Endangered species on Denmark’s fringe

How did one of the world’s most comprehensive collections of crocodiles end up in the town of Eskildstrup on the island of Lolland? Thomas Bech Hansen meets René Hedegaard, a man on a mission to save threatened animals and a vanishing region.

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Some 150 kilometres south of Copenhagen lies the island of Lolland. Abandoned houses pop up frequently, for sale signs are visible in about every third front garden. That is, of course, if you are not driving through acres of deserted farm land. There are not many young people here. And if they are here, they are probably waiting to finish school so they can seek opportunities in the capital or perhaps even south of the border in Germany. Welcome to Fringe Denmark, a degenerated part of the kingdom, a thorn in the government’s side and an economic disaster for rural areas.

Some people are determined not to give up fighting. Rene Hedegaard, originally an electrician by trade, is one of them. His project is a crocodile zoo. Unique sales point? It is the only place in the world to see all 23 of the world’s living crocodilian species in one place.

“It began as a pioneer project. I spent nine years of my spare time building the zoo with help from some friends. Now it is a full time occupation, and we are opening a totally renovated zoo, which is much closer to nature,” says Hedegaard, “Within the last three years, we have worked around the clock to refurbish the place, so we can open new facilities in summer 2014”.

“It is like time travelling, and that is one of many reasons why we must protect them.”

In refurbishing the zoo, Hedegaard has one eye on a major future development for the region. In 2018, the Fehmarn Belt Fixed Link will connect Lolland with Germany, paving the way for tourists from all of mainland Europe. Tourism is indeed one of the measures by which Fringe Denmark can be saved, according to experts.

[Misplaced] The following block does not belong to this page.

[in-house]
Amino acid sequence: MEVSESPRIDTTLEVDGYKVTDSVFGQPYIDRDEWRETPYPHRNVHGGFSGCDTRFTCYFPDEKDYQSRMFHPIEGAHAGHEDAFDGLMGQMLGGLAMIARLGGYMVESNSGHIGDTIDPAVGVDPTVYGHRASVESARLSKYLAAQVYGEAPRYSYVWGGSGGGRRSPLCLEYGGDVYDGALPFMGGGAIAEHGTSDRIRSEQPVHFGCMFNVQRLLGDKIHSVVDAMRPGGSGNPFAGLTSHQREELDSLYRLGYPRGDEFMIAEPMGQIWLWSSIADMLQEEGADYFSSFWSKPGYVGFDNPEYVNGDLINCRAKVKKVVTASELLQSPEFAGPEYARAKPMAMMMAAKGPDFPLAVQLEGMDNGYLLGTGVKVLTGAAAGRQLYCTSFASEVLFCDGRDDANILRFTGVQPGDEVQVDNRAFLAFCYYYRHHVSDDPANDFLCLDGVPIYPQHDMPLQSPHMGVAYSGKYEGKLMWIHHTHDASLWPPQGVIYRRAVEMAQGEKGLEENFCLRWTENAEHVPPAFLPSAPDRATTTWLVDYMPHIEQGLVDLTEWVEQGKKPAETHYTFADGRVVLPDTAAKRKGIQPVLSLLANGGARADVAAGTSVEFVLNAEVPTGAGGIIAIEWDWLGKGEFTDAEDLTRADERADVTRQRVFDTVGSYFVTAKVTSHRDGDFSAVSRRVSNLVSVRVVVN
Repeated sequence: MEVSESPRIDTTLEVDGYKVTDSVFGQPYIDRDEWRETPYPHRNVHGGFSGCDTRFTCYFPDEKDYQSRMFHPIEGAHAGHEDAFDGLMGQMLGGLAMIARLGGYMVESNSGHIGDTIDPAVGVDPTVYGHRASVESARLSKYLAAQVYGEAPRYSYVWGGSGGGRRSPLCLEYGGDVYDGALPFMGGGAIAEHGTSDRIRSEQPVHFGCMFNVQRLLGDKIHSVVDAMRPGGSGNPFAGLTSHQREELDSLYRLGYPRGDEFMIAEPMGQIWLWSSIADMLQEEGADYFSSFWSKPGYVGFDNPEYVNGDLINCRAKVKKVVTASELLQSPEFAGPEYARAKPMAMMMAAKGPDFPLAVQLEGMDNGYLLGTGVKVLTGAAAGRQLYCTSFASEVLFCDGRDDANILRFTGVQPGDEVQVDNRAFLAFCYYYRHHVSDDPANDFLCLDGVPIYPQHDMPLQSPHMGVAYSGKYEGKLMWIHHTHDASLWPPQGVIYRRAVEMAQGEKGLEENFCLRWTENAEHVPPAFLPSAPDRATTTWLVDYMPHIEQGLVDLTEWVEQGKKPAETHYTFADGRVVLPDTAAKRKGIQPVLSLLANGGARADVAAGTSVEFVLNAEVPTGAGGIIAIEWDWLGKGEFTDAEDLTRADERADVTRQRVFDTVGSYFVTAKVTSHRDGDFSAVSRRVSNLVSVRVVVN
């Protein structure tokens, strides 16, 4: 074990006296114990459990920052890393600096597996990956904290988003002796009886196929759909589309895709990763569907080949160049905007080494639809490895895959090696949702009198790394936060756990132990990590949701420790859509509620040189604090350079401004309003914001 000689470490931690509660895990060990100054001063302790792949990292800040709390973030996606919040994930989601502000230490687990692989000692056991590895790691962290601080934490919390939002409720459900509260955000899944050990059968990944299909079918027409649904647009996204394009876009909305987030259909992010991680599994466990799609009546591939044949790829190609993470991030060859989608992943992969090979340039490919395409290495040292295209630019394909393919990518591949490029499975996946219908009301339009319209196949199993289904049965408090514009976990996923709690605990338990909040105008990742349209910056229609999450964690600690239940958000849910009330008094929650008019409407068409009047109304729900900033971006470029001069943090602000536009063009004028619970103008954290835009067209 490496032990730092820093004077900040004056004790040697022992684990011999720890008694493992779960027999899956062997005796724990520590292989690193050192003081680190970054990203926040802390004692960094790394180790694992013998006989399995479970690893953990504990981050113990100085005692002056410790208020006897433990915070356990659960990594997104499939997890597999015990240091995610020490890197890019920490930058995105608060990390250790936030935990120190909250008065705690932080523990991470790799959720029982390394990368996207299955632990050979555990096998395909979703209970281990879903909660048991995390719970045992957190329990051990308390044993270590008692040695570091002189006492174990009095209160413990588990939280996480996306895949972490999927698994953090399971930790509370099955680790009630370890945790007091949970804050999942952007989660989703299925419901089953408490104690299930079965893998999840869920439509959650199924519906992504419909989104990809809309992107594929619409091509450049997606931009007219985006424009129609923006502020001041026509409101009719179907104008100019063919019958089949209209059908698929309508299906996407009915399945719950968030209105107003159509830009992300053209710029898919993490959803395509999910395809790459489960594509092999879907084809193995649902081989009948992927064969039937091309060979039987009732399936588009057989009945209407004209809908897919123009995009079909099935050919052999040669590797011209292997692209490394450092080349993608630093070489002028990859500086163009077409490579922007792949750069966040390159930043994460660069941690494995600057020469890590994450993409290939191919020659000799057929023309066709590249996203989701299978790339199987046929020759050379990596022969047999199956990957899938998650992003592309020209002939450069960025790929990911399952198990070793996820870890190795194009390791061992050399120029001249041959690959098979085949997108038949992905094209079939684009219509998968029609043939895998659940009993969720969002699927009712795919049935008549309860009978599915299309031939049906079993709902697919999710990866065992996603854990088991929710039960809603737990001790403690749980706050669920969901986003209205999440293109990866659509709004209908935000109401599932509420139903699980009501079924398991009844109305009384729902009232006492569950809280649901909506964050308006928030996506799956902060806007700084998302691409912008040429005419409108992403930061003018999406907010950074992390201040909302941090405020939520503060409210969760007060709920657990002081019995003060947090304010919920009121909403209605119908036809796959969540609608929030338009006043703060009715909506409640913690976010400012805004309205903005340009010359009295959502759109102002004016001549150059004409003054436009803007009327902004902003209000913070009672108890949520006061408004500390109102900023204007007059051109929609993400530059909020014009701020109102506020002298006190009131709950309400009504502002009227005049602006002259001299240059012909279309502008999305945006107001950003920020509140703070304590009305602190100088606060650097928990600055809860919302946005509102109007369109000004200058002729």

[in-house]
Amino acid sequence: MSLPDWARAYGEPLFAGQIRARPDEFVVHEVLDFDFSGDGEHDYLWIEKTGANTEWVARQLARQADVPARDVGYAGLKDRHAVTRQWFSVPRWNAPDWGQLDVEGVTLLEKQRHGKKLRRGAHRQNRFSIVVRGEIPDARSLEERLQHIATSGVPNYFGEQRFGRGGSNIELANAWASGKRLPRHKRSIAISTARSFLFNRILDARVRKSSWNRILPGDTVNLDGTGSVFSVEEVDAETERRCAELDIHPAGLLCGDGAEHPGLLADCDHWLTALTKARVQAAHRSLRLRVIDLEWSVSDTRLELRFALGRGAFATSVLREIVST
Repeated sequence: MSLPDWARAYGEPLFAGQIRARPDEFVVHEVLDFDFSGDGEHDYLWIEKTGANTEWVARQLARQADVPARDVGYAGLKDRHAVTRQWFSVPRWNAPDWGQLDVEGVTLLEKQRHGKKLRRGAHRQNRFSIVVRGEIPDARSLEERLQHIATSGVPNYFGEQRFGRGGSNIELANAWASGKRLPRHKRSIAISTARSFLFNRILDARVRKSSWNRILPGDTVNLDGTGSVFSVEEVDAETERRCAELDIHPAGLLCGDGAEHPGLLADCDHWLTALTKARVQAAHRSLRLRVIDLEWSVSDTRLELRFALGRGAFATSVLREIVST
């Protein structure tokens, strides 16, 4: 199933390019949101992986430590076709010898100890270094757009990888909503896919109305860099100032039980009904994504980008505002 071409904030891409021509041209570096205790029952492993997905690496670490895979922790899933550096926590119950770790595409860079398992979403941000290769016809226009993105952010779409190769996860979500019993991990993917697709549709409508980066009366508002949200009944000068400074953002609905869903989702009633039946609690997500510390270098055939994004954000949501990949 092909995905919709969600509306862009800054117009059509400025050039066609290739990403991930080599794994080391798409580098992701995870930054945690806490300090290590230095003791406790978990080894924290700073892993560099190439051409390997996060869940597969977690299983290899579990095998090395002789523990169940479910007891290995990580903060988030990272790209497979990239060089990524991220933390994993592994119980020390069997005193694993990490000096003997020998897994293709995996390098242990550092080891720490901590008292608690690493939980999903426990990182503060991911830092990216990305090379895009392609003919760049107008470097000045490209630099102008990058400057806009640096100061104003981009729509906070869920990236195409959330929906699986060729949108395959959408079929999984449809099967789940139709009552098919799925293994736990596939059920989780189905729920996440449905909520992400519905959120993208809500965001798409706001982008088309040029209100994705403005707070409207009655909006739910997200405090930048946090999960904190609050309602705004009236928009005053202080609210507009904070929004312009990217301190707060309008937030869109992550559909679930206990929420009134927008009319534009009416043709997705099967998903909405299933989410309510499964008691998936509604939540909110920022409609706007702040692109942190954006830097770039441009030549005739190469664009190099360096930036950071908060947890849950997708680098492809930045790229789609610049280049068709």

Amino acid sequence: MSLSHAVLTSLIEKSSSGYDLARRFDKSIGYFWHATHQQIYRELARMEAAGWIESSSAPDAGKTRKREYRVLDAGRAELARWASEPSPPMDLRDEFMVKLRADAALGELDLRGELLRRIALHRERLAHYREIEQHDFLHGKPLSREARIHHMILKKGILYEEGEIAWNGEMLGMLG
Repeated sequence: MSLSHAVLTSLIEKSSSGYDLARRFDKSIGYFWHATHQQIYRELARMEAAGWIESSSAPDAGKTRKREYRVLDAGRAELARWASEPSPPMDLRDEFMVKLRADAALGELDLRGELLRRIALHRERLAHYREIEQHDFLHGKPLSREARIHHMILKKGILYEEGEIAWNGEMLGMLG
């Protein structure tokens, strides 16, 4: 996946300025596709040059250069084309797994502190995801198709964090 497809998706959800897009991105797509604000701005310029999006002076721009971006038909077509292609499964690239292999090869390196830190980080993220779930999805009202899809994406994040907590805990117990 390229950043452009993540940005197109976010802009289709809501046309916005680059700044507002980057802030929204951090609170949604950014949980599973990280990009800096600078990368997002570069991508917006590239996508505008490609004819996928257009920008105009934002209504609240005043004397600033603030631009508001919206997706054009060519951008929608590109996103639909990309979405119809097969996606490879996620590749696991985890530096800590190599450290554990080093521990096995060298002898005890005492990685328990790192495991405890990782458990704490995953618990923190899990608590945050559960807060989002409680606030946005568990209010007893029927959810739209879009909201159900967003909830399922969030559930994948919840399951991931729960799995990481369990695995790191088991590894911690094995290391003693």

Another drive behind his ambition comes from a very particular boyhood dream. And it also involves salvation.

“Many people do not realise the consequences we as humans face when animals become extinct.”

“I have had this interest for dinosaurs since I was just a kid, and crocodiles are the perfect extension of these ancient creatures. These are the last of the dominant reptiles, and they looked exactly the same all those millions of years ago. It is like time travelling, and that is one of many reasons why we must protect them.”

Indeed, Krokodille Zoo has a great focus on raising awareness of the fact that many crocodiles are risking extinction.

“Many people do not realise the consequences we as humans face when animals become extinct,” says Hedegaard. “That is why we emphasise education and research as well as giving the audience a fun experience. We want people to come away with a greater awareness of the challenges these animals face, and we can see how this makes an impression on many of our visitors.”

The glass ceilings of two newly-built tropical houses gleam in the summer sunshine. The stars of the show, those ancient predators, are idling on a group of rocks. Visitors are starting to appear, wearing caps and carrying cameras. René Hedegaard, the local community and the Danish government will all be hoping that more continental number plates roll by the bordered-up houses on Eskildstrup’s high street. Crocodilians might not be the only ones sensing a new lease of life.

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